The purpose of this essay is to introduce the history of the National Health Service (NHS) and how its formation derived from the early 1600s. It will analyse two current political issues that occur within the NHS, the postcode lottery and the reformation of the NHS, examining the positive and negative effects they have had. It will also discuss implications of regulations within professional practice and how they account for quality of care.
Initially set up in 1601, the Poor Law Act was introduced by the government in an attempt to provide shelter and food for those most in need, in exchange for hard labour, otherwise known as workhouses; “a poorhouse where able-bodied poor are compelled to labor” (Vocabulary.com, 2014). The poor who were unable to work were cared for by a parish. The law offered relief to people who were unable to work, mainly assisting the elderly or helpless. The Poor Law Act created the framework for poor relief in England that was to last until the next act was introduced.
It was not until 1834 that another scheme was established, named the Poor Law Amendment Act with the similar aims and objectives. They established a Poor Law Commission to oversee the national operation of the system and parishes were put into Poor Law Unions so that relief could be provided more easily. In 1905 the Liberal government was voted in, when they began to devise laws which would benefit health care systems. Through 1905-1908 was considered the biggest stage of progression towards forming the National Healthcare System. Although the Royal Commission began to amend the Poor Law Act (1834), further advances and progression was interrupted due to the First World War (1914-1918).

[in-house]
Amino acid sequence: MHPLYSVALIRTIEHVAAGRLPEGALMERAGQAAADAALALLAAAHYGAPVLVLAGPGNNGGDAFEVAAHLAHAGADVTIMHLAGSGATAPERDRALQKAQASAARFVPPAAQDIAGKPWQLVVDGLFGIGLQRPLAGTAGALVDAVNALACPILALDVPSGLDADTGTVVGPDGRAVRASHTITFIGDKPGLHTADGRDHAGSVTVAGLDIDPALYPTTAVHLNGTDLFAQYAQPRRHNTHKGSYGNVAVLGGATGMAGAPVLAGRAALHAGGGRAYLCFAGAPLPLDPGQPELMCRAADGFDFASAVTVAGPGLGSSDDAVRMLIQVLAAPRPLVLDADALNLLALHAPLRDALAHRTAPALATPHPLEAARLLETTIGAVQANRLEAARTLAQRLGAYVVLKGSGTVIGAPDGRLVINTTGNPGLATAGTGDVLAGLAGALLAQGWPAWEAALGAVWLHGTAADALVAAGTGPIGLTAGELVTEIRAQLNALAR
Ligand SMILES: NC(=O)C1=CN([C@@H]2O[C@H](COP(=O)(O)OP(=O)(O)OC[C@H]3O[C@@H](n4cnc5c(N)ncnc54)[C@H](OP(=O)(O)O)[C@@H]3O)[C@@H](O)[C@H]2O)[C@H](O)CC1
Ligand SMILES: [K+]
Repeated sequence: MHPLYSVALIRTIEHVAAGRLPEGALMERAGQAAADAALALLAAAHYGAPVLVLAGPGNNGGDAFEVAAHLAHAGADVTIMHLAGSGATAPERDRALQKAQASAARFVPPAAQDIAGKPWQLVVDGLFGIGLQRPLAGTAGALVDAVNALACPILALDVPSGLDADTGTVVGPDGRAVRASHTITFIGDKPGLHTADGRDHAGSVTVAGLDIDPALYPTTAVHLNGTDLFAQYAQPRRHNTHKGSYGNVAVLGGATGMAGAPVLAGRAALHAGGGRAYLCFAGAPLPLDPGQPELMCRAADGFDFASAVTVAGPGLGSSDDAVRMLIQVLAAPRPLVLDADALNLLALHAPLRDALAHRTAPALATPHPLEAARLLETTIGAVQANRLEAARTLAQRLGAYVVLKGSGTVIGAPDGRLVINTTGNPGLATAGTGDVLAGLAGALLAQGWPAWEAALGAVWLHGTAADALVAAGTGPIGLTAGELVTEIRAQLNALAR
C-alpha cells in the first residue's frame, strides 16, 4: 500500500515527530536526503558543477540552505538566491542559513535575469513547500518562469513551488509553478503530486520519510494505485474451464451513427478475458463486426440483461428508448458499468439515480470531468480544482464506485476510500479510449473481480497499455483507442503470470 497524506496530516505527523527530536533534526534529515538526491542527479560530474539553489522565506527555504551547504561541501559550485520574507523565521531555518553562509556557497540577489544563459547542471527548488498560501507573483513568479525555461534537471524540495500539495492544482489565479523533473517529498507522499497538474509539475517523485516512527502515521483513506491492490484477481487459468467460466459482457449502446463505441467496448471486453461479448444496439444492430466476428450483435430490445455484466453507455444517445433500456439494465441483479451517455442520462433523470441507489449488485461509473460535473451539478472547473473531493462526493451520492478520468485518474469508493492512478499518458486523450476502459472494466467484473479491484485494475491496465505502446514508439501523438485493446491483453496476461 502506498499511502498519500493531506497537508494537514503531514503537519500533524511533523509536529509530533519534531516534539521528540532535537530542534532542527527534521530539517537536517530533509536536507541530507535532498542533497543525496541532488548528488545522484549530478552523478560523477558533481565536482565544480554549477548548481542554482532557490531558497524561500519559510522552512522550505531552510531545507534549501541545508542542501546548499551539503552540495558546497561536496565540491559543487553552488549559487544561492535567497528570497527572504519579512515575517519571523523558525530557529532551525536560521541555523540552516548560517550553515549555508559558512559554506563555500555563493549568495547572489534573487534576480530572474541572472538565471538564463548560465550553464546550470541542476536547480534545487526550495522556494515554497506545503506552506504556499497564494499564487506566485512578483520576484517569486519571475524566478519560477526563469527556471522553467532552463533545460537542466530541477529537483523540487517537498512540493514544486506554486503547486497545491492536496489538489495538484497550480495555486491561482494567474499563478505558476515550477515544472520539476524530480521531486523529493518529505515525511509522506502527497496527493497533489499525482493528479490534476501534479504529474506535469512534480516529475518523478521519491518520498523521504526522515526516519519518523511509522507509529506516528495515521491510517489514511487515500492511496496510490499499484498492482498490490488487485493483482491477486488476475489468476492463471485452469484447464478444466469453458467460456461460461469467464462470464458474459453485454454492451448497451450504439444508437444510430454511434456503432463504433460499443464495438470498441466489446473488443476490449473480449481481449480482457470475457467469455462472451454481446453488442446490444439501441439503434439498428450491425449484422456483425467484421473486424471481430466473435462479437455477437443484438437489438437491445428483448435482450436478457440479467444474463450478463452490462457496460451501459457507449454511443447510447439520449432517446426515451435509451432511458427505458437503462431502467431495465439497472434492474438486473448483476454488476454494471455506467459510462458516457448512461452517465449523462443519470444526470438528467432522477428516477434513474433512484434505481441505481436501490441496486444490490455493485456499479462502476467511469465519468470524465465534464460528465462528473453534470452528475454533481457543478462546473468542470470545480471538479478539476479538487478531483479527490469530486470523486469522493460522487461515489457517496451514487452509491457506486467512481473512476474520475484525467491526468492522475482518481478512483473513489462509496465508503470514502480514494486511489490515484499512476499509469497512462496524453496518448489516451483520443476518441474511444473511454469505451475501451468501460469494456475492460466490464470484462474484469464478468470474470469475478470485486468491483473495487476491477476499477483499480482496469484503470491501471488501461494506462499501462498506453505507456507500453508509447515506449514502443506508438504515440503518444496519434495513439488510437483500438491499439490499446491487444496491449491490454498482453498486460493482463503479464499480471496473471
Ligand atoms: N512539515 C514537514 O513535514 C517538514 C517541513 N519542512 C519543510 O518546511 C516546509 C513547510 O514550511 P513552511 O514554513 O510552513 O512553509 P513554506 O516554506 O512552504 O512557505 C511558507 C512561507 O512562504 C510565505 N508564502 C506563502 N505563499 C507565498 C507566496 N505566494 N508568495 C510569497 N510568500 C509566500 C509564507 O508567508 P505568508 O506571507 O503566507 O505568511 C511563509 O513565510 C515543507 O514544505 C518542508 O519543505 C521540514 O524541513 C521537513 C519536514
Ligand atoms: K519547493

The Beveridge Report (1942) was the main point of progression for the NHS; arguing that to reach universal health care, the 'five giants' needed to be conquered; want, disease, squalor, ignorance and idleness. Believing that the government needed to provide everyone with social security 'from the cradle to the grave' (BBC 2014), Beveridge initiated an insurance scheme to provide cover for medical fees, old age, maternity, industrial injury and funeral benefits. This was the beginning of equality within healthcare, suggesting that Britain needed to be rebuild after the war. Establishing this growth of healthcare, the NHS was set up with an ambitious aim to make healthcare available to those who needed it the most, regardless of their economical status. As a result of the Beveridge Report, Aneunn Beuon the Minister of Health, created the National Health Service Act (1946). The overall outcome of the Poor Law Acts, the National Health Service Act and the Beveridge Report was the formation of the National Health Service on 5th July 1948.
Although the formation of The National Health Service was a progression in the health and social care systems, there are still various political issues, such as the 'postcode lottery' that the NHS face. This refers to the restriction of...